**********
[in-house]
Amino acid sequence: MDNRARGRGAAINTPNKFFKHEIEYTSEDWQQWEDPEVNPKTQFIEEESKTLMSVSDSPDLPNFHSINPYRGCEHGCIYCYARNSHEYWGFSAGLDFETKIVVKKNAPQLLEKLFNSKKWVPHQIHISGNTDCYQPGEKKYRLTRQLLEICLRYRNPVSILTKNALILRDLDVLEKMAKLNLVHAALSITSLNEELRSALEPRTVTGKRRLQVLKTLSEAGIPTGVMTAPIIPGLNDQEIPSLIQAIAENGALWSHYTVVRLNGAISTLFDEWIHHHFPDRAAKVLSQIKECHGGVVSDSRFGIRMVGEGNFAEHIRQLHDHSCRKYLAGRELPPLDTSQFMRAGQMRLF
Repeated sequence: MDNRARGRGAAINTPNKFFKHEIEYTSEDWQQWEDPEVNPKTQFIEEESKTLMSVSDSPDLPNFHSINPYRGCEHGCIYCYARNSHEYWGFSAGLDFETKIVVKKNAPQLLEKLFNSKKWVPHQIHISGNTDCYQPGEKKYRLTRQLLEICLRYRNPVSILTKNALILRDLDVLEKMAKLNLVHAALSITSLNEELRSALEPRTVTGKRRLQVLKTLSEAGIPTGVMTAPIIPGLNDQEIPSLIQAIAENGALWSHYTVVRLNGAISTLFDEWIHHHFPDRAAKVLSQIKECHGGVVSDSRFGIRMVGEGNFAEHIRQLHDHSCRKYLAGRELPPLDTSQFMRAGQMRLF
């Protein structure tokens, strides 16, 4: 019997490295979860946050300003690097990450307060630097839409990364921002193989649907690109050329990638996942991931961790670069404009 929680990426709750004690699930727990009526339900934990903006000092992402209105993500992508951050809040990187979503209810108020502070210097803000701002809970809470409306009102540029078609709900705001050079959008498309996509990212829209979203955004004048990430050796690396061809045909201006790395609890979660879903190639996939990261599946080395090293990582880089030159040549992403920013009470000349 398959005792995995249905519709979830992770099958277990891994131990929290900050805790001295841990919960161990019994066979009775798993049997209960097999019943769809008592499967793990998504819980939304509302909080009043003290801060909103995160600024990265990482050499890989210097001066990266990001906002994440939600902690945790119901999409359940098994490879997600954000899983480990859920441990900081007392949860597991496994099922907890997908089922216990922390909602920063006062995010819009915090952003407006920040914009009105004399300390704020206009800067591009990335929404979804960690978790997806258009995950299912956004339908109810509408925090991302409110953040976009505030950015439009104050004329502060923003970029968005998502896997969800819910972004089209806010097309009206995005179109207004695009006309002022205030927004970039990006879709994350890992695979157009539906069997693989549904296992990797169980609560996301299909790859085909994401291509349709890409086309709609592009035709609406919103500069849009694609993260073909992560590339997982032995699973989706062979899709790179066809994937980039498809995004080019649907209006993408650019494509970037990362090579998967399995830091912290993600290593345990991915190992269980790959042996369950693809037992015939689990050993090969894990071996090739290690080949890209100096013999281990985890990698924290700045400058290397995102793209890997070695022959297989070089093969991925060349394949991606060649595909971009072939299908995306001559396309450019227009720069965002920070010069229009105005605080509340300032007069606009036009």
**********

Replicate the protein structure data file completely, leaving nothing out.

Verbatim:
[in-house]
Amino acid sequence: MDNRARGRGAAINTPNKFFKHEIEYTSEDWQQWEDPEVNPKTQFIEEESKTLMSVSDSPDLPNFHSINPYRGCEHGCIYCYARNSHEYWGFSAGLDFETKIVVKKNAPQLLEKLFNSKKWVPHQIHISGNTDCYQPGEKKYRLTRQLLEICLRYRNPVSILTKNALILRDLDVLEKMAKLNLVHAALSITSLNEELRSALEPRTVTGKRRLQVLKTLSEAGIPTGVMTAPIIPGLNDQEIPSLIQAIAENGALWSHYTVVRLNGAISTLFDEWIHHHFPDRAAKVLSQIKECHGGVVSDSRFGIRMVGEGNFAEHIRQLHDHSCRKYLAGRELPPLDTSQFMRAGQMRLF
Repeated sequence: MDNRARGRGAAINTPNKFFKHEIEYTSEDWQQWEDPEVNPKTQFIEEESKTLMSVSDSPDLPNFHSINPYRGCEHGCIYCYARNSHEYWGFSAGLDFETKIVVKKNAPQLLEKLFNSKKWVPHQIHISGNTDCYQPGEKKYRLTRQLLEICLRYRNPVSILTKNALILRDLDVLEKMAKLNLVHAALSITSLNEELRSALEPRTVTGKRRLQVLKTLSEAGIPTGVMTAPIIPGLNDQEIPSLIQAIAENGALWSHYTVVRLNGAISTLFDEWIHHHFPDRAAKVLSQIKECHGGVVSDSRFGIRMVGEGNFAEHIRQLHDHSCRKYLAGRELPPLDTSQFMRAGQMRLF
């Protein structure tokens, strides 16, 4: 019997490295979860946050300003690097990450307060630097839409990364921002193989649907690109050329990638996942991931961790670069404009 929680990426709750004690699930727990009526339900934990903006000092992402209105993500992508951050809040990187979503209810108020502070210097803000701002809970809470409306009102540029078609709900705001050079959008498309996509990212829209979203955004004048990430050796690396061809045909201006790395609890979660879903190639996939990261599946080395090293990582880089030159040549992403920013009470000349 398959005792995995249905519709979830992770099958277990891994131990929290900050805790001295841990919960161990019994066979009775798993049997209960097999019943769809008592499967793990998504819980939304509302909080009043003290801060909103995160600024990265990482050499890989210097001066990266990001906002994440939600902690945790119901999409359940098994490879997600954000899983480990859920441990900081007392949860597991496994099922907890997908089922216990922390909602920063006062995010819009915090952003407006920040914009009105004399300390704020206009800067591009990335929404979804960690978790997806258009995950299912956004339908109810509408925090991302409110953040976009505030950015439009104050004329502060923003970029968005998502896997969800819910972004089209806010097309009206995005179109207004695009006309002022205030927004970039990006879709994350890992695979157009539906069997693989549904296992990797169980609560996301299909790859085909994401291509349709890409086309709609592009035709609406919103500069849009694609993260073909992560590339997982032995699973989706062979899709790179066809994937980039498809995004080019649907209006993408650019494509970037990362090579998967399995830091912290993600290593345990991915190992269980790959042996369950693809037992015939689990050993090969894990071996090739290690080949890209100096013999281990985890990698924290700045400058290397995102793209890997070695022959297989070089093969991925060349394949991606060649595909971009072939299908995306001559396309450019227009720069965002920070010069229009105005605080509340300032007069606009036009």